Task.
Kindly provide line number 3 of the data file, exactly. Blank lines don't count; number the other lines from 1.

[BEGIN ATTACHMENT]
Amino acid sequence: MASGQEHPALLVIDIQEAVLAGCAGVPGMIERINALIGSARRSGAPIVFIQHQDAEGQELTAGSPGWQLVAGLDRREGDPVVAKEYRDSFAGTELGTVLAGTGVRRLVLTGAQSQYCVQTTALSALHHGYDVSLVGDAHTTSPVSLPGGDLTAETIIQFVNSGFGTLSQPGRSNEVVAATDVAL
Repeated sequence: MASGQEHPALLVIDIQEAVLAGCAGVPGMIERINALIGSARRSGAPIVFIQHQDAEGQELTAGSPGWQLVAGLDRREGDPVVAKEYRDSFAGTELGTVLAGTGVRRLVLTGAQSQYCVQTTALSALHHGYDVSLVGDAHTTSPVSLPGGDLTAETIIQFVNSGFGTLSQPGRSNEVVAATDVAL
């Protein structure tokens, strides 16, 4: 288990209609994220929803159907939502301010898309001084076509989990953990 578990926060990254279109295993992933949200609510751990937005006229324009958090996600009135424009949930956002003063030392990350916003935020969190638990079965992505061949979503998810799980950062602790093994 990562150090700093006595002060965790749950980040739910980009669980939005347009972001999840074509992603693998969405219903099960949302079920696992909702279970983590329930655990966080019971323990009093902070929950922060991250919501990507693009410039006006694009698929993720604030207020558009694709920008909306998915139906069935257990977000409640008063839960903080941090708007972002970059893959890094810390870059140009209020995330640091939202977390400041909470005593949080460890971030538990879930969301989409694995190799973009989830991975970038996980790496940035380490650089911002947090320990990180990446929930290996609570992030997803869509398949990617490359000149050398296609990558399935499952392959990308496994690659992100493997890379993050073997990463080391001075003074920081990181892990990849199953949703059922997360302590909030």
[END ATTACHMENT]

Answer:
């Protein structure tokens, strides 16, 4: 288990209609994220929803159907939502301010898309001084076509989990953990 578990926060990254279109295993992933949200609510751990937005006229324009958090996600009135424009949930956002003063030392990350916003935020969190638990079965992505061949979503998810799980950062602790093994 990562150090700093006595002060965790749950980040739910980009669980939005347009972001999840074509992603693998969405219903099960949302079920696992909702279970983590329930655990966080019971323990009093902070929950922060991250919501990507693009410039006006694009698929993720604030207020558009694709920008909306998915139906069935257990977000409640008063839960903080941090708007972002970059893959890094810390870059140009209020995330640091939202977390400041909470005593949080460890971030538990879930969301989409694995190799973009989830991975970038996980790496940035380490650089911002947090320990990180990446929930290996609570992030997803869509398949990617490359000149050398296609990558399935499952392959990308496994690659992100493997890379993050073997990463080391001075003074920081990181892990990849199953949703059922997360302590909030």